The dire economic backdrop and related endemic corruption has hurt the Democratic Party, which is behind in the polls. According to a poll of 1,400 respondents by Partner Consulting conducted April 5-8, the Progressive Party had 29.7% support, while the Democratic Party garnered 25.1%. The Socialist Party of former dictator Slobodan Milosevic would get about 13%, while four other parties would pass the 5% threshold to enter parliament: the Turnabout Movement led by Cedomir Jovanovic, the Radical Party of Seselj, the Democratic Party of Serbia (DSS) of former PM Vojislav Kostunica and the United Regions of Serbia led by former deputy PM Mladjan Dinkic.
That would put the Socialist Party in a very strong position as a coalition partner, though the Progressive Party would probably prefer a deal with Kostunica's DSS. But the DSS policy of "political neutrality" - ie. not joining the EU to which Serbia was awarded candidate status in March, but also not selling out to the Russians - would appear to fly in the face of the Progressive Party's new EU-oriented credentials that it has spent the past few years convincing Brussels and Washington of. Bringing in Seselj's Radicals to bump up the numbers in a three-way coalition would send Brussels into conniptions. Some political insiders tell bne that a grand coalition of Tadic's Democratic Party and Nikolic's Progressive Party is a distinct possibility.
Such a coalition would depend on the outcome of the presidential race, which is on a tightrope: a mid-April poll by the Belgrade-based Faktor Plus had Nikolic - a stiffer, greyer figure than the flashier Tadic - pulling ahead with 36.1%, compared with 35.7% for Tadic. If Tadic loses an expected second round against Nikolic, perhaps his only way to remain near the apex of power is through a grand coalition between his Democratic Party and the Progressive Party.
Whiffs of corruption
Though Tadic is a formidable opponent who has already beaten Nikolic twice, the latter's message of reinforcing the rule of law, judicial reform, and pressing on with the fight against corruption and organised crime is clearly hitting home. "Corruption is still blooming in Serbia and [the Progressive Party] needs to put an end to it," Nikolic tells bne. "If we want to live in a legal country with solid economy, we need to intensify and put all our effort in the determined fight against corruption and organised crime."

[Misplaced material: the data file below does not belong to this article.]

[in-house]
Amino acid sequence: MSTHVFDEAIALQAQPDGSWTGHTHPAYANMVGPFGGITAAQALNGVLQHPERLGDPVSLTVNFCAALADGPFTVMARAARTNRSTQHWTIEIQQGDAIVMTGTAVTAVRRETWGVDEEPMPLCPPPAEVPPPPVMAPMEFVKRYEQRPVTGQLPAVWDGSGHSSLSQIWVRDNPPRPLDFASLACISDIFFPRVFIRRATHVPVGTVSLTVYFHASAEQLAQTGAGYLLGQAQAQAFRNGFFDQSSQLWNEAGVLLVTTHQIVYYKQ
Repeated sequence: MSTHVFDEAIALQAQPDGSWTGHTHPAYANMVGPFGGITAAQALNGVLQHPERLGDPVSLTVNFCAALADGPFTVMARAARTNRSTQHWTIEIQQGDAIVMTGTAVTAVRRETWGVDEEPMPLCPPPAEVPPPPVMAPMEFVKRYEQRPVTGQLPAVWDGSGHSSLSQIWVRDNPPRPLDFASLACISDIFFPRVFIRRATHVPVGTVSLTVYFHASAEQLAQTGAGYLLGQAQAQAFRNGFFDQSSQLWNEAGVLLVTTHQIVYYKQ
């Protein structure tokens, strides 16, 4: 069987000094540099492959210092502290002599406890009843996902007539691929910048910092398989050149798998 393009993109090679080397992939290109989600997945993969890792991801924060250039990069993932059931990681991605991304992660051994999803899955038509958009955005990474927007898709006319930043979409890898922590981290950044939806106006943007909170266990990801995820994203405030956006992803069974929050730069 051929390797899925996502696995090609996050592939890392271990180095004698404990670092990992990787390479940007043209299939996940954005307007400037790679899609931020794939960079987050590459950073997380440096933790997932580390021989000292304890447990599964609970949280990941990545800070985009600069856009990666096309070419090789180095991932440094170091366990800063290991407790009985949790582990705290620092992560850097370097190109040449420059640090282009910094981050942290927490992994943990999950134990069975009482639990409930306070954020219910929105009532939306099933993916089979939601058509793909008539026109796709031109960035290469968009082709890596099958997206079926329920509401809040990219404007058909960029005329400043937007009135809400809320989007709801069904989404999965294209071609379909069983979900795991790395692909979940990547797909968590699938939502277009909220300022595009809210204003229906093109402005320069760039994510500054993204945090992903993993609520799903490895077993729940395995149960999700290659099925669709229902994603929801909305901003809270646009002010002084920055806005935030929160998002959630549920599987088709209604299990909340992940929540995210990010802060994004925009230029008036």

Democratic Party MP Samofalov points out it's his party that has just reformed the judiciary to produce a batch of properly trained judges and exclude political influence from the courts. "The justice system was one of the weakest spots and it's this government that's reforming the justice system to EU standards," he says, pointing out that Serbia is now a regional leader in combating organised crime and it was Tadic who took on "some of the most dangerous people" and won.
Nevertheless, the whiff of corruption and cronyism that surrounds the Democratic Party - it is noticeable that its election posters rarely even mention the party, instead preferring to focus on the more popular and electable Tadic - is proving hard to disperse. "The people that have done well personally in the last 10 years are generally seen as those from the Democratic Party; any public jobs left go to people linked to the Democratic Party; and anyone arrested for corruption these days are those people not affiliated with any of the ruling parties," says the former politician.
For all the politicking, it's noticeable that the two largest parties both advocate job creation through infrastructure projects, regional development, export-oriented growth by favouring industries such as agriculture and food processing, while at the same time looking to reform the pension and welfare systems and sign a new stand-by loan deal with the IMF.
Kostunica's DSS, which could win between 5% and 10% of the vote, stands out here. The DSS can be thought of as akin to the eurosceptic, radical free market wing of the UK Conservative Party - though with a pro-Russian bent. The DSS is pinning a lot of its hopes on an economic plan devised by Belgrade mayoral candidate Nenad Popovic, a Russian-educated (but English-speaking) former athlete with a penchant for wearing tracksuits. Its economic platform emphasises negotiating a €10bn loan from the Serbs' favourite Slavic brothers, the Russians, and then using this money to rebuild industrial sectors such as construction, chemicals and textiles, which it argues will "seed" small business.
For a country that's heading toward bankruptcy, €10bn would undoubtedly be a useful sum. But critics point out the danger of giving such a large sum of money to politicians who until now have singularly failed to transparently and efficiently distribute similar amounts in the past. DSS officials counter to bne that establishing a development bank would solve this problem, though the recent draft law to establish the Development Bank of Serbia has been criticised and there are worries the Bank will lack transparency, be vulnerable to corruption and do little more than prop up loss-making enterprises chosen on a criteria other than economic rationale.
Serbia may have changed much over the past five years, but building solid, transparent institutions are some of the things that will take much longer to complete.